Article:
I Love Freelancing - Here's Why You Might Too

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“Once you get into The Routine, you get used to it.”

Ah, The Routine. 

There’s not much to it, really. It simply means that on weekdays, you go to bed at a Reasonable Time, so you can get up at a Reasonable Time, to be at the place you need to be, bright eyed and bushy tailed, for approximately 9 a.m. 

From a young age, I’ve been struck by how so many slip into The Routine as if it were a second skin. It’s only recently that I’ve realised that The Routine isn’t a one-size-fits-all. It’s a one-size-fits-most, maybe. But not all. Some of us just aren’t wired that way.

Those who can do, and indeed, enjoy The Routine will tell you – time and time again – that you ‘just need to get into it’. For lots of people, this advice is probably quite reassuring. If you’re like me and have a sleeping disorder, however, hearing this familiar line will make you feel a bit like throwing something, or perhaps screaming briefly into a pillow. 

I have something called Delayed Sleep Phase Disorder. Bit of a mouthful, but all it really means is that I naturally wake up later than most people and go to sleep later than most people. For a good chunk of the daytime, I am Second Rate Me: a slowly blinking shadow who trips over her own feet and fluffs up her sentences. It isn’t until the evening, really, that I start to switch on and sharpen up. I normally start winding down at about 3 a.m. I try to be asleep by 4 a.m. Occasionally I’ll get to sleep a bit earlier. More often than not, it’s later. 

As you might imagine, this doesn’t make me particularly well-suited to the schedule that dictates the active hours of most offices, shops and schools. Perhaps I sound like another entitled millennial, but after spending nearly a decade and a half at school in a kind of fatigued, delirious haze, I was tired of being tired. My body clock flatly refuses to adapt to The Routine. It doesn’t understand what a Reasonable Time is.

But none of that matters anymore, because I freelance. I don’t have to ‘get it into it’. I’ve got around it. I work when I want (normally at a highly unreasonable hour). And it works a treat. While it’s certainly a pretty dreamy gig for those who are like me, and love nothing more than to burn the midnight oil until dawn before enjoying a long, luxurious lie in, don’t worry – a sleeping disorder isn’t a prerequisite. Chances are, if you’re in the Marketing, Digital, or Creative sector, you could do it too.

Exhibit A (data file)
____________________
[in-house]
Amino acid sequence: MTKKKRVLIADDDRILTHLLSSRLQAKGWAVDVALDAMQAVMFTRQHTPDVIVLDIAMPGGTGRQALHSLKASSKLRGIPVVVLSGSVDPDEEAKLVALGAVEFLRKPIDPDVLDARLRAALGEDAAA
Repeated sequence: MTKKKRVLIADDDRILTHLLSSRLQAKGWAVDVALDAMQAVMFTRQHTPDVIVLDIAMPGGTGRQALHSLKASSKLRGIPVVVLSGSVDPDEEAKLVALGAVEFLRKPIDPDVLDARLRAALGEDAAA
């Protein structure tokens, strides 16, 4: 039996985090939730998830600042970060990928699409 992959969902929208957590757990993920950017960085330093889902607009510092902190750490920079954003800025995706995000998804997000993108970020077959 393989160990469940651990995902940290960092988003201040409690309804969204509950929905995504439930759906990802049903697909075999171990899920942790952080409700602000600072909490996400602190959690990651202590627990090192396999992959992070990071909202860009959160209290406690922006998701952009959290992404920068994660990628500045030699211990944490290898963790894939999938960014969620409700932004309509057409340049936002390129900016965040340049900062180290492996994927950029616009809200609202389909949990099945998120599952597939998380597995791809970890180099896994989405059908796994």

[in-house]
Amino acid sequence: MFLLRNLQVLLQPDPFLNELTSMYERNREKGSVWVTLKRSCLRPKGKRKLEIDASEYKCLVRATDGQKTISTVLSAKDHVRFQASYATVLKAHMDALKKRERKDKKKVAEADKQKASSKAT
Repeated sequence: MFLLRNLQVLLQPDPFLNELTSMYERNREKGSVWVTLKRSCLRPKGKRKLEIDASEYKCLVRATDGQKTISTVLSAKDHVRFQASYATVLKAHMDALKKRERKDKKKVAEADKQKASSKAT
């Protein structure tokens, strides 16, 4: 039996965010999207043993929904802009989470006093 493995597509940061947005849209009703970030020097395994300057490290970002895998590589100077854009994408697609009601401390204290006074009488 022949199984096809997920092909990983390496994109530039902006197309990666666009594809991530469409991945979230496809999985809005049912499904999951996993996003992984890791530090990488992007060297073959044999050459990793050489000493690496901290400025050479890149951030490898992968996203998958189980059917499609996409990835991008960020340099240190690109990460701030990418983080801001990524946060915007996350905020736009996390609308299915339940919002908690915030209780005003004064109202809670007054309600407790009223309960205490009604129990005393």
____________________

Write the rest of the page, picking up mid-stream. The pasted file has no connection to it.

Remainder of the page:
The very fact that the job title itself has the word ‘free’ in it should be a bit of a giveaway for a lot of the benefits. When you opt to duck out of the daily grind, you opt to not only liberate yourself from the normal working schedule, but a lot of the normal problems that come with it. 

Here are some choice grievances of the regular working world that just don’t apply to freelancers:

  • This client is a nightmare”.Not a problem. You don’t have an employer on your case, emphasising the importance of keeping them sweet. Shut the relationship down pronto and tell them go to hell while you’re at it (just kidding, don’t do that. It’s probably not great for your reputation. But still, it’s quite nice to know that there’s no one to fire you if you do. If you feel like you want to wrap up your working relationship with someone who you just can’t see eye to eye with, there’s nothing to stop you).
  • “I’m always so tired in the week”.See rest of article.
  • “Between work and the commute, I never seem to have the time to exercise or pursue any of my interests”. YOU, on the other hand, have all the time in the world. You can get up, work for 3 hours, amble (yes, amble) to a spin class, come home, and work for another 3 hours. You can then bake a gâteau, or tend lovingly to your garden, or do whatever non-office appropriate hobby that gives you a warm, fuzzy sense of fulfilment and inner peace. Mine is hula hooping.
  • “I’m getting fed up with doing the same thing all the time.” Not when you freelance. You’re not in the same space 5 days a week. You might work part time for a couple of businesses or take on a temporary project before moving on to the next. This means that you get to shake things up on a regular basis, broadening your contacts and allowing you to have a more lateral experience of the working world than most.
  • “I can’t focus for long periods of time without needing a break”. Totally fine – in fact, social scientists have worked out that the optimum period for human concentration is 52 minutes, followed by a 17-minute break. This would be tricky to justify within an office environment, as the same rule would need to be applied to everyone. When you freelance, however, you can break up your time into manageable chunks, so you can work at your optimum level of focus over a longer period without appearing to shirk your responsibilities.
  • “I just feel like I’m never out the office”. Ha HA! You’re never in the office, more like (I do try and get into the Gleeson offices once a week, mind, largely because they’re cool and teeming with lively, charming people that I’m fond of). But seriously; you can work pretty much wherever. A park, a submarine, Paris, Swindon. All you need is your laptop, after all. 

https://www.theatlantic.com/business/archive/2014/09/science-tells-you-how-many-minutes-should-you-take-a-break-for-work-17/380369/

Credit - Clare Toner